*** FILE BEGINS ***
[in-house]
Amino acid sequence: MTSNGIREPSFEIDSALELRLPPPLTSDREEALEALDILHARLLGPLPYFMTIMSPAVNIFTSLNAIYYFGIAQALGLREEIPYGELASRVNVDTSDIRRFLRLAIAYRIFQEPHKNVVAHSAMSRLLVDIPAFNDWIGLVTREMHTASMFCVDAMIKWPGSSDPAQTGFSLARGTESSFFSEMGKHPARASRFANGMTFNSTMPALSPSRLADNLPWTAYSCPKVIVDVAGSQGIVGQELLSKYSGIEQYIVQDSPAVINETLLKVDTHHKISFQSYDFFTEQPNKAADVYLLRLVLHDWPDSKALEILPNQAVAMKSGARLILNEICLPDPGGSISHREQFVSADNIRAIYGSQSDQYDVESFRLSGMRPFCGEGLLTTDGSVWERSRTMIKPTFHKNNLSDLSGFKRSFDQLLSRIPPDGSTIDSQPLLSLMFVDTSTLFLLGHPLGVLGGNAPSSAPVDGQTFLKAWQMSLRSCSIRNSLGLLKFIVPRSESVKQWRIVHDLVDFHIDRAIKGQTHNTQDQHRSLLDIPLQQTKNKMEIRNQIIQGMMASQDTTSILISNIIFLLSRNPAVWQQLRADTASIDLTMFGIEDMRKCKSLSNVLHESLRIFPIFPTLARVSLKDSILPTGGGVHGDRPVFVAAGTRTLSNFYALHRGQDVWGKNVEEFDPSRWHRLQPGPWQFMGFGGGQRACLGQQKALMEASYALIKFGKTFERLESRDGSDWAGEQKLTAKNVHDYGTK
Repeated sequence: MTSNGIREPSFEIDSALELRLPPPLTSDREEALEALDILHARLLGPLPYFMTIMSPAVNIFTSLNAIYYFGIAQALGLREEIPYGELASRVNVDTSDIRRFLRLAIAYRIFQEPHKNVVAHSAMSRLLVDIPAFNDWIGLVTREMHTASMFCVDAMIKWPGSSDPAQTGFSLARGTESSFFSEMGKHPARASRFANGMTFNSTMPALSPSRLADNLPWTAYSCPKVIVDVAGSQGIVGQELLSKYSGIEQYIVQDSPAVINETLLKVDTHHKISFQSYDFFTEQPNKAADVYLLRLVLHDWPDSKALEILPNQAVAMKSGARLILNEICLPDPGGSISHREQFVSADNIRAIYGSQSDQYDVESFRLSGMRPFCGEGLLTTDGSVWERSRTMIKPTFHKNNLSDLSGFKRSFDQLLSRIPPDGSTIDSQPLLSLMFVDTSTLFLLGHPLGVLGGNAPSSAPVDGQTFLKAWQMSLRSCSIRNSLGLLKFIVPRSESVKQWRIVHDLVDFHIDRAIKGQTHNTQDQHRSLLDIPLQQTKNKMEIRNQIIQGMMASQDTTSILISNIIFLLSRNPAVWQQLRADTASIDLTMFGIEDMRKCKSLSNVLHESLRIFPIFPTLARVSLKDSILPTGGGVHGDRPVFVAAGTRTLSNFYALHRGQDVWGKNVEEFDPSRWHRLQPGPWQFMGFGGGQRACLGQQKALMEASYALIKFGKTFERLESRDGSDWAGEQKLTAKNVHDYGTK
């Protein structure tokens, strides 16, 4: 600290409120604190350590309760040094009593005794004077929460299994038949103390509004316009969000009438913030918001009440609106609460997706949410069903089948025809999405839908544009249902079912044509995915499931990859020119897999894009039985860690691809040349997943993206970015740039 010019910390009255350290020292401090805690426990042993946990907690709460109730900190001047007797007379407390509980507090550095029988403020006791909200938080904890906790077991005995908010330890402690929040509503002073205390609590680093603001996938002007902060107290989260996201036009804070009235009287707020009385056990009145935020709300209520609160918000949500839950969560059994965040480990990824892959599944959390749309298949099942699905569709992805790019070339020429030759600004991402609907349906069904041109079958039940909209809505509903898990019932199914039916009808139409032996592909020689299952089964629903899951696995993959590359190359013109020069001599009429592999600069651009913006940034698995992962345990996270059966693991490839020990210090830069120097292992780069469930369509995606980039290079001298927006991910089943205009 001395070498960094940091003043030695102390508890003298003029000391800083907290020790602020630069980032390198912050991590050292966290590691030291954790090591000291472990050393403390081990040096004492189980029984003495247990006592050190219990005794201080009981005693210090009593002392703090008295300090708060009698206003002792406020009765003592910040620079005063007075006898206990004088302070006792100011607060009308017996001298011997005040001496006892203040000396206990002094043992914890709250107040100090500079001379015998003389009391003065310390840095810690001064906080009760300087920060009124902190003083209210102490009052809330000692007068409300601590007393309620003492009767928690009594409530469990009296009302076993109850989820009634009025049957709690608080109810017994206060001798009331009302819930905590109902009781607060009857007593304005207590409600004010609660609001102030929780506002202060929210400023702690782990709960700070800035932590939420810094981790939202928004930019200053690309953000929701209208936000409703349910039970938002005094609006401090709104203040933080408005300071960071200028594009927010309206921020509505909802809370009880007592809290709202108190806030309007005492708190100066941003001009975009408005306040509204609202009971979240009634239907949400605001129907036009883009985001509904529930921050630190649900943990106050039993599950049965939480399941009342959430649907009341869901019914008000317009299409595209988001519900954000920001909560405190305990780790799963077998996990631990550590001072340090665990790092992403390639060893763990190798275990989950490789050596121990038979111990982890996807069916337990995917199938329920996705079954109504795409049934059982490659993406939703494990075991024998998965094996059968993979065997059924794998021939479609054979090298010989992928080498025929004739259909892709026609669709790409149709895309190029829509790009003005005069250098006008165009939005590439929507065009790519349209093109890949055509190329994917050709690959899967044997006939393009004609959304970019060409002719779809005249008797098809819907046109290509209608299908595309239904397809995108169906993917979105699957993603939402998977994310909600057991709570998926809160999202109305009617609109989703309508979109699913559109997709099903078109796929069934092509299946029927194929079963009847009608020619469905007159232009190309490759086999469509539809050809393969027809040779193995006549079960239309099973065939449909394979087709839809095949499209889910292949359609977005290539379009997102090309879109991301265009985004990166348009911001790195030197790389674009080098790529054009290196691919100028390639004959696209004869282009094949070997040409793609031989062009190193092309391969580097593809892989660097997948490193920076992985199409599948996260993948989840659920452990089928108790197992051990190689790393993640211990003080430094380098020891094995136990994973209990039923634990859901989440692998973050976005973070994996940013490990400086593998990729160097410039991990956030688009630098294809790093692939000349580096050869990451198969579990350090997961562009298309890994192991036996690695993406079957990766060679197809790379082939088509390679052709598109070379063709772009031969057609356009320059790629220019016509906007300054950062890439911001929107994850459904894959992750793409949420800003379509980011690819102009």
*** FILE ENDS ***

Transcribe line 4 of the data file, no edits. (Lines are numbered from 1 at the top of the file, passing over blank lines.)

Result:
């Protein structure tokens, strides 16, 4: 600290409120604190350590309760040094009593005794004077929460299994038949103390509004316009969000009438913030918001009440609106609460997706949410069903089948025809999405839908544009249902079912044509995915499931990859020119897999894009039985860690691809040349997943993206970015740039 010019910390009255350290020292401090805690426990042993946990907690709460109730900190001047007797007379407390509980507090550095029988403020006791909200938080904890906790077991005995908010330890402690929040509503002073205390609590680093603001996938002007902060107290989260996201036009804070009235009287707020009385056990009145935020709300209520609160918000949500839950969560059994965040480990990824892959599944959390749309298949099942699905569709992805790019070339020429030759600004991402609907349906069904041109079958039940909209809505509903898990019932199914039916009808139409032996592909020689299952089964629903899951696995993959590359190359013109020069001599009429592999600069651009913006940034698995992962345990996270059966693991490839020990210090830069120097292992780069469930369509995606980039290079001298927006991910089943205009 001395070498960094940091003043030695102390508890003298003029000391800083907290020790602020630069980032390198912050991590050292966290590691030291954790090591000291472990050393403390081990040096004492189980029984003495247990006592050190219990005794201080009981005693210090009593002392703090008295300090708060009698206003002792406020009765003592910040620079005063007075006898206990004088302070006792100011607060009308017996001298011997005040001496006892203040000396206990002094043992914890709250107040100090500079001379015998003389009391003065310390840095810690001064906080009760300087920060009124902190003083209210102490009052809330000692007068409300601590007393309620003492009767928690009594409530469990009296009302076993109850989820009634009025049957709690608080109810017994206060001798009331009302819930905590109902009781607060009857007593304005207590409600004010609660609001102030929780506002202060929210400023702690782990709960700070800035932590939420810094981790939202928004930019200053690309953000929701209208936000409703349910039970938002005094609006401090709104203040933080408005300071960071200028594009927010309206921020509505909802809370009880007592809290709202108190806030309007005492708190100066941003001009975009408005306040509204609202009971979240009634239907949400605001129907036009883009985001509904529930921050630190649900943990106050039993599950049965939480399941009342959430649907009341869901019914008000317009299409595209988001519900954000920001909560405190305990780790799963077998996990631990550590001072340090665990790092992403390639060893763990190798275990989950490789050596121990038979111990982890996807069916337990995917199938329920996705079954109504795409049934059982490659993406939703494990075991024998998965094996059968993979065997059924794998021939479609054979090298010989992928080498025929004739259909892709026609669709790409149709895309190029829509790009003005005069250098006008165009939005590439929507065009790519349209093109890949055509190329994917050709690959899967044997006939393009004609959304970019060409002719779809005249008797098809819907046109290509209608299908595309239904397809995108169906993917979105699957993603939402998977994310909600057991709570998926809160999202109305009617609109989703309508979109699913559109997709099903078109796929069934092509299946029927194929079963009847009608020619469905007159232009190309490759086999469509539809050809393969027809040779193995006549079960239309099973065939449909394979087709839809095949499209889910292949359609977005290539379009997102090309879109991301265009985004990166348009911001790195030197790389674009080098790529054009290196691919100028390639004959696209004869282009094949070997040409793609031989062009190193092309391969580097593809892989660097997948490193920076992985199409599948996260993948989840659920452990089928108790197992051990190689790393993640211990003080430094380098020891094995136990994973209990039923634990859901989440692998973050976005973070994996940013490990400086593998990729160097410039991990956030688009630098294809790093692939000349580096050869990451198969579990350090997961562009298309890994192991036996690695993406079957990766060679197809790379082939088509390679052709598109070379063709772009031969057609356009320059790629220019016509906007300054950062890439911001929107994850459904894959992750793409949420800003379509980011690819102009």